Half of the money from the settlement is going to cities and counties. Van Ingram, head of the state Office of Drug Control Policy, encouraged counties to use their money to create more Recovery Ready Communities.

"All of your communities where you live are coming into the opioid abatement dollars. I submit to you that there's no better way to spend the money than to look at the things you're missing in your communities," Ingram said to a thundering round of applause. 

Dr. Steven Stack
Health Commissioner Steven Stack opened his remarks at the recovery event by reminding people that substance abuse is a medical problem, not a moral failure. 

"People do not choose to have substance-use disorder and all of the terrible things that go along with it," Stack said. "These chemicals are powerful. They alter brain chemistry. And they impair decision-making in ways that are not human failings; they are biological realities." 

Stack wrapped up by encouraging people seeking help to use one of the many resources available in Kentucky, including;; the Kentucky Opioid Assistance and Resource Hotline at 1-800-854-6813, which is available 24/7; or the 988 suicide/crisis hotline. 

Medicaid Commissioner Lisa Lee told the story of her 55-year-old brother who died of an opioid overdose 10 years ago,. four months before Kentucky expanded Medicaid to anyone with income up to 138% of the federal poverty line. She said her brother didn't have insurance, so he didn't have access to substance-use-disorder treatment like thousands of people do now because of the expansion.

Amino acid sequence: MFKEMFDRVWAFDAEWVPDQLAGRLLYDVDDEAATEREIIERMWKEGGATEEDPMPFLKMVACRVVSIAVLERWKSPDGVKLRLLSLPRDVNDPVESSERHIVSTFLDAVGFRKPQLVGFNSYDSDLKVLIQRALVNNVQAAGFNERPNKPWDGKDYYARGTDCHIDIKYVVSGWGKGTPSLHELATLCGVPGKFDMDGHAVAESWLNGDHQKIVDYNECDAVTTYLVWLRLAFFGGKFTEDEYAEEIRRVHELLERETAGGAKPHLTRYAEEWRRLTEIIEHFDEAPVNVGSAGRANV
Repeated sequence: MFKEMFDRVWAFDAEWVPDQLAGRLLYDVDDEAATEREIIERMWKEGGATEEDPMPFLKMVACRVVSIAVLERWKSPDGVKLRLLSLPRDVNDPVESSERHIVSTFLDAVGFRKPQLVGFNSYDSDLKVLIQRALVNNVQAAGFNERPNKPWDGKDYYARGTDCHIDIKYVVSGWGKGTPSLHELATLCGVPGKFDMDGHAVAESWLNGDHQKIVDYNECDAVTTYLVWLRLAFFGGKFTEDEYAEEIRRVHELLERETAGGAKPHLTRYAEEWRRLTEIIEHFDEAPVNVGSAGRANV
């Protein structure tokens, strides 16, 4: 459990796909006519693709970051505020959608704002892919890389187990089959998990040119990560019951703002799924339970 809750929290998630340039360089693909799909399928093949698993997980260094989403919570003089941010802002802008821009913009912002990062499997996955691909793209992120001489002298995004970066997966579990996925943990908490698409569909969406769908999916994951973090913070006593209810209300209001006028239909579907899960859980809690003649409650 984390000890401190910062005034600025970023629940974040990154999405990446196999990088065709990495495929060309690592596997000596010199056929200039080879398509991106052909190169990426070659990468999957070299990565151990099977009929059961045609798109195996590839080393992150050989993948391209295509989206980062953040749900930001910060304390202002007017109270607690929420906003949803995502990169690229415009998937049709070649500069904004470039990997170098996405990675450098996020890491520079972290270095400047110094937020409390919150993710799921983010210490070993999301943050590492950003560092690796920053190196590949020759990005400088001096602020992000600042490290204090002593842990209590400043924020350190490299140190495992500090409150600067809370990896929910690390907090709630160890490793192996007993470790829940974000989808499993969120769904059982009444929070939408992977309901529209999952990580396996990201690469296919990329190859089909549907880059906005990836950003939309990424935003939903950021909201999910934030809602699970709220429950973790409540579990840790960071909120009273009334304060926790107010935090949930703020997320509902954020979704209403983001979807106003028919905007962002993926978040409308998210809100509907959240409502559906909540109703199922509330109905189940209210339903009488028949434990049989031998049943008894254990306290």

Lee encouraged he listeners to reach out to anyone they know on Medicaid and to ask them to make sure the state has their correct contact information so they don't lose coverage. Her agency has resumed its annual renewal process, following the end of pandemic rules that allowed continuous enrollment without contact for renewal.

"We want everyone who is eligible to be enrolled in Medicaid and stay on the program to get the services they need," Lee said. 

Five people talked about their recovery journey, with a common message to "recover out loud." 

Alex Elswick
The first was Alex Elswick, an assistant extension professor for substance-use prevention and recovery at the University of Kentucky, who is in long-term recovery.

"I want to make sure that I do the thing that I think is most important, which is that we recover out loud," Elswick said. "That we stand up without any shame, without any fear and say 'This is who I am. This is the problem that I struggled with. This is the way that I found help, and hopefully shine the light for someone else.'" 

He also said addiction doesn't discriminate, but recovery does.

"I see it every single day," he said. "We've created an artificial division between my friends who are in recovery and my friends who still struggle with active addiction," who he later added are just as deserving of access to resources and recovery capital. 

In closing, Elswick said, " We know that addiction is a chronic disorder. And what I've learned is that means it's a chronic disorder for me also. And that means that tonight when I leave here, if God forbid I return to use, I hope that there are very many pathways there for me and not just one. I hope that your response won't be to throw me in jail. I hope that your response won't be to punish me, to demand perfection. I hope you'll give me an opportunity."